Network segmentation – best practice in the age of cyberthreats
With Internet of Things (IoT) devices becoming more prolific across Australian facilities, network segmentation may be critical to defending against cyberattacks.
Cyberthreats have risen at an unprecedented scale as they grow more complex and aggressive. Increasingly, they are evading traditional and siloed security systems, moving laterally across flat networks to gain access to sensitive data and applications. With IoT devices becoming more prolific – it’s predicted 5.8 billion devices will be in use by the end of 2020 – new security defences must be a priority for facility managers wanting to make use of such technology.
According to cybersecurity company Forescout, network segmentation is emerging as the best practice for securing IoT and operational technology (OT) systems against such threats.
“With the right tools and technologies, organisations can implement an effective network segmentation architecture that makes intelligent zoning a reality by grouping users and device types by business context and limiting network access to those resources required to do their jobs,” says Steve Hunter, senior director, systems engineering, Asia Pacific and Japan.
Hunter believes there are still three major challenges many organisations need to overcome before network segmentation becomes a viable option:
Lack of confidence
Hunter believes many organisations are in the early stages of segmentation projects, but that progressing to a mature, enterprise-wide segmentation strategy is a completely unique challenge. Network architects and operations teams are struggling to catch up with emerging information technology and software adoption such as the IoT, cloud, software-defined networking and digital transformation. These teams may have differing agendas and are often distributed across multiple geographies. Given the tasks at hand and resource constraints, many segmentation projects become stuck in the early stages of planning.
Lack of skills, resources and tools
Implementation delays, business disruptions and operational costs are the direct result of a lack of skills and proper tools. Often, segmentation projects fail to meet expectations due to a lack of contextual understanding of the environment, which leads to a collective inability to define and build the right business logic behind segmentation rules. Conventional segmentation solutions tend to be labour-intensive, as they require manual analysis of traffic flows and logs to understand traffic dependencies. All too often, disparate teams try to build segmentation policies and map those policies to their siloed environments, which increases the likelihood of human error, inconsistent segmentation policies and business disruption. This can also result in months spent identifying policy anomalies and validating segmentation hygiene in the environment.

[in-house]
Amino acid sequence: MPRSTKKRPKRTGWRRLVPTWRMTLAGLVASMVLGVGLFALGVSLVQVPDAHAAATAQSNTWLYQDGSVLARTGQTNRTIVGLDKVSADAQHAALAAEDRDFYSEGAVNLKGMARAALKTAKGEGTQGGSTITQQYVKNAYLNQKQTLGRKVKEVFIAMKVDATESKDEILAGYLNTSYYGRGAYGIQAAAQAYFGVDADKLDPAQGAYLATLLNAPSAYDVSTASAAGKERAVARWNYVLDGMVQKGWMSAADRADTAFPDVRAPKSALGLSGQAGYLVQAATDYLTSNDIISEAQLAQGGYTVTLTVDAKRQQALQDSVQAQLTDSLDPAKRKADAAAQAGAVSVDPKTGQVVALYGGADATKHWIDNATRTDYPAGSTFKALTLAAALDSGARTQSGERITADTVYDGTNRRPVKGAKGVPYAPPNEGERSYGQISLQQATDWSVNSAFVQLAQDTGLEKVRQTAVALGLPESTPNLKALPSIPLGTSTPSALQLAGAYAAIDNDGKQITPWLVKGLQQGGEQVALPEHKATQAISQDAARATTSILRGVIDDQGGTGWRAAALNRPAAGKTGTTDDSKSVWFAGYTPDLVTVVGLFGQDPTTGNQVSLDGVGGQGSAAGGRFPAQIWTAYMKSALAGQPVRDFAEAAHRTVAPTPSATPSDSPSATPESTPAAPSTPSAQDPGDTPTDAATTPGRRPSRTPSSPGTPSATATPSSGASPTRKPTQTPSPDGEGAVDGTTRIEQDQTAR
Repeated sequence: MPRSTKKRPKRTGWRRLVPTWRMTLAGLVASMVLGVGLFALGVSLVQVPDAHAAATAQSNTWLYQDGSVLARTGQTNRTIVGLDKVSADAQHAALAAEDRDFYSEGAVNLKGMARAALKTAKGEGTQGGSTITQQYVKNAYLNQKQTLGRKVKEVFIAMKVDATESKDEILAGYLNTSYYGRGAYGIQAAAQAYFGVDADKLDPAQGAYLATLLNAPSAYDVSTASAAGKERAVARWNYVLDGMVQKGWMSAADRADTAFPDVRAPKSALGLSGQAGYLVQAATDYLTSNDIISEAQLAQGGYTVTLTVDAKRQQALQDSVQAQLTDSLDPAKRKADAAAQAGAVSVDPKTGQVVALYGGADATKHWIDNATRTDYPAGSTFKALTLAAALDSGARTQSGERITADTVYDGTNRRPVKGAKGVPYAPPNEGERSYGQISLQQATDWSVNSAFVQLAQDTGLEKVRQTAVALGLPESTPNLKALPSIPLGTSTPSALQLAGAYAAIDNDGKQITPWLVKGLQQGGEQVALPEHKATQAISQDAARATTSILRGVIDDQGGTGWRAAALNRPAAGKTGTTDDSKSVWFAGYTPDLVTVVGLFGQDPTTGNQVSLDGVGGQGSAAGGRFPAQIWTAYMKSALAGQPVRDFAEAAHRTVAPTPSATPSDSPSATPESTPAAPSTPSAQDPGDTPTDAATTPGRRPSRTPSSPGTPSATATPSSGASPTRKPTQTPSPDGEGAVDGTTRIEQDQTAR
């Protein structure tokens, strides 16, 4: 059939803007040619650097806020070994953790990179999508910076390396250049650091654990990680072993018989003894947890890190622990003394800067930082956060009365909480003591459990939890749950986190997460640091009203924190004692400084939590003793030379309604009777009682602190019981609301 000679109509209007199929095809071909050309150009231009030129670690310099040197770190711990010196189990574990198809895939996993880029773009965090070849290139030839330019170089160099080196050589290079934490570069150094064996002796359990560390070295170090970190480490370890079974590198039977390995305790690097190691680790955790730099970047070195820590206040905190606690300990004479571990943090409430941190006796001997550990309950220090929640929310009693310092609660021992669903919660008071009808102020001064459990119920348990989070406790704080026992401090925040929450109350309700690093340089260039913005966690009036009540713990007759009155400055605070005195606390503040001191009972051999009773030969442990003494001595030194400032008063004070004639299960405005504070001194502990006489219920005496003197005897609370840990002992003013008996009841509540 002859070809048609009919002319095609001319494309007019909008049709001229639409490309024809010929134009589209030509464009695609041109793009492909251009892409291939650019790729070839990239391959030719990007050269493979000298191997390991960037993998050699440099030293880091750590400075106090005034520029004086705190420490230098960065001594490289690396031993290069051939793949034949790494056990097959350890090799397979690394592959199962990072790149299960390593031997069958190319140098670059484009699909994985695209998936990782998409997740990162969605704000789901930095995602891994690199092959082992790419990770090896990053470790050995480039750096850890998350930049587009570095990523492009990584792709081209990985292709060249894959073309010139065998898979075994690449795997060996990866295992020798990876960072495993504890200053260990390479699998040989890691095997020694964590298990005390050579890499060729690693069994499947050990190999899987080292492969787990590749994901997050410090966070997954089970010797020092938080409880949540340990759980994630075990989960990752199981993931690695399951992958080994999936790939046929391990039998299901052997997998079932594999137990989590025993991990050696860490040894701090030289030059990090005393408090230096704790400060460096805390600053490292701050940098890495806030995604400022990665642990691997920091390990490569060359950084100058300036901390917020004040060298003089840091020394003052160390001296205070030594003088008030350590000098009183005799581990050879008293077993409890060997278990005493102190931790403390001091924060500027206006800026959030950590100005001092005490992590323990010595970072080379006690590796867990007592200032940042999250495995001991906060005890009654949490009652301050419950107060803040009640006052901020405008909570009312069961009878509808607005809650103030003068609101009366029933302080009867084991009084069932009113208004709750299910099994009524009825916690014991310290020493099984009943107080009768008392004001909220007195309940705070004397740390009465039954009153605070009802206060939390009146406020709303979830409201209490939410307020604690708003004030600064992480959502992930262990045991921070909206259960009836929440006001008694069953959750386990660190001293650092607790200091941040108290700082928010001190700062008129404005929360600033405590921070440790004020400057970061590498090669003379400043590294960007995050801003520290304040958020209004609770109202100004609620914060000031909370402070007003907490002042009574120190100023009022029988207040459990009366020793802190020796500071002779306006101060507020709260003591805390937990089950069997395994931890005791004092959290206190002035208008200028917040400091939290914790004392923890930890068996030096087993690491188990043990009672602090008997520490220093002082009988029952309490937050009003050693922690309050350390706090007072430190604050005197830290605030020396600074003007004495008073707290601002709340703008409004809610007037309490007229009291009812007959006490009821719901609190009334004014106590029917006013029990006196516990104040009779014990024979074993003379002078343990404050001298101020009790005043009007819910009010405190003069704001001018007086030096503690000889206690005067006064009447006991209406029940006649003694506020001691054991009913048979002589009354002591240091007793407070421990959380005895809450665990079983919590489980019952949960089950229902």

Multivendor and multidomain environment complexity
Traditional segmentation is difficult enough when a network is basic, but most segmentation takes place in complex, multivendor/multidomain enterprise environments, which means that implementation becomes a massive undertaking. In these circumstances, using traditional approaches such as virtual local area networks (VLANs), access control lists (ACLs), next-generation firewalls and agent overlays typically results in siloed segmentation rules that aren’t dynamic or granular enough to effectively reduce risk across campus, data centre, cloud and OT environments.
“There is no one-size-fits-all solution to network segmentation,” says Hunter.
“All segmentation tools have specific strengths, use cases and areas on the network where they will be best deployed. However, with the right platform, organisations can bridge these disparate technologies to accelerate the design, planning and deployment of dynamic network segmentation across the extended enterprise to reduce regulatory risk and limit the attack surface.
“Enterprise-wide segmentation requires a context-driven, multilayered architecture to address today’s broad diversity of device type regardless of where they connect to the network so that they can apply a dynamic zero trust approach across all environments and to all devices, with different policies for the computer at the front desk versus the CEO’s laptop. When devices step outside of those policies or normal patterns of behaviour it will be flagged. It also lets organisations test those policies before they are put into action, meaning more effectiveness and less business disruption. This gives organisations the ability to stop lateral threat movements in their tracks in a way that’s built around an open, heterogenous network environment.”
For more information on Forescout, click here.
Image: Joshua Sortino via Unsplash.com